Over the course of many centuries, Sufi tariqas (orders) have multiplied and spread all over the Muslim world, from North Africa to the Indian subcontinent. The spread of these tariqas was accompanied by the construction of specific spaces of gathering and their particular forms and expressions of rituals…Elaborate initiation rituals developed in which the disciple had to pronounce the bay‘ah (oath of allegiance) to the murshid and be invested with symbols of their entrance into the order (e.g., cloak, hat, etc.). As it was common for many Sufi shaykhs to be buried in their ‘place of residence’ (khanaqah), these spaces have become popular pilgrimage sites (ziyarat) to seek barakah and shafa‘a (intercession). Admission to such spaces is usually open to all, but this is not universally true. For instance, khanaqahs of the Suhrawardi Order in India are known to restrict participation to those who have given their bay‘ah, pledge of allegiance, to the pir or shaykh of the Sufi Order. With regard to the issue of the exclusivity of such spaces, Sunni jurists have viewed it to be a matter dependent on custom…Furthermore, in some European and American cities where Sufi tariqahs are emerging and growing, one can find similar institutions (such as zawiyah and khanaqah), often in private, where adherents meet regularly to perform acts of worship that closely resemble tariqah religious practices.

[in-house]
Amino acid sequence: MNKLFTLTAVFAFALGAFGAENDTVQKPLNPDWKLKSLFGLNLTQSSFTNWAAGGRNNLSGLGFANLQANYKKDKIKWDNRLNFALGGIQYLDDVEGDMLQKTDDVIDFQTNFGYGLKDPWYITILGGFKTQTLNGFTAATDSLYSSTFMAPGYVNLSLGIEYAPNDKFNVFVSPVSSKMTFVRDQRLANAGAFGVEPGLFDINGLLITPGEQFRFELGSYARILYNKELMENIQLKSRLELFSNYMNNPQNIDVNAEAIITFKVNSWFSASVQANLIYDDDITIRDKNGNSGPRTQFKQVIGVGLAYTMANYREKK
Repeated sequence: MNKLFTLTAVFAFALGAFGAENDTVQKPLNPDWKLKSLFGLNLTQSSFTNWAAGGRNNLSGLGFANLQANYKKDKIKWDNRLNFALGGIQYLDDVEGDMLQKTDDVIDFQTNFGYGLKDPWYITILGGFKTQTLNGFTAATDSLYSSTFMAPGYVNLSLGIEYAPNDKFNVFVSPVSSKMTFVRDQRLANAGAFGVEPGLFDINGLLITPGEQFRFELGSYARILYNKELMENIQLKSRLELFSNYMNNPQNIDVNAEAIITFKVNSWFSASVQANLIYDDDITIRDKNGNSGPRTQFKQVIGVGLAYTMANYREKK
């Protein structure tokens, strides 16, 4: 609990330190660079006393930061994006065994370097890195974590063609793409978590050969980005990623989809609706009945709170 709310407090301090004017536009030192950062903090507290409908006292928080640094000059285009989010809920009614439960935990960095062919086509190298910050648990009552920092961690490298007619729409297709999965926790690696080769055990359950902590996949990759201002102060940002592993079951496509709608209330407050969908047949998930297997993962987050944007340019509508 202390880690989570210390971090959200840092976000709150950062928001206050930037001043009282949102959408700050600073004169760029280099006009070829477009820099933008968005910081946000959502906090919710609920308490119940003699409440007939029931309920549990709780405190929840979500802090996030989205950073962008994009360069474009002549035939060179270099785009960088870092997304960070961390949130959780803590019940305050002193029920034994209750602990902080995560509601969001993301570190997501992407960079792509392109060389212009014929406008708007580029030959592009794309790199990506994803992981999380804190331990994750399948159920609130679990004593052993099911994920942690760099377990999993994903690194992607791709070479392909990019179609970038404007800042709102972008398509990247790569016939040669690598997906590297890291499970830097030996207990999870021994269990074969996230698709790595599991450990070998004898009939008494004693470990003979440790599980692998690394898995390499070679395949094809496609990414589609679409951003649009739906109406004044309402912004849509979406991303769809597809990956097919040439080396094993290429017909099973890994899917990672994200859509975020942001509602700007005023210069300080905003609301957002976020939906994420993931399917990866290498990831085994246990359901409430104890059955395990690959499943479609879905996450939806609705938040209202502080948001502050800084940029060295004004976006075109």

Karim Jiwani, (Muslim Spaces of Piety and Worship, Read at IIS Website)

Sufi Muslim gathering

Sufi Muslim gathering

Similar to the Ismaili Muslims, the Chishti Sufi order in South Asia designates its private spaces of prayer and congregation by the name “Jama‘at-Khanah,” which was usually the residence of the Sufi Chishti Master (shaykh):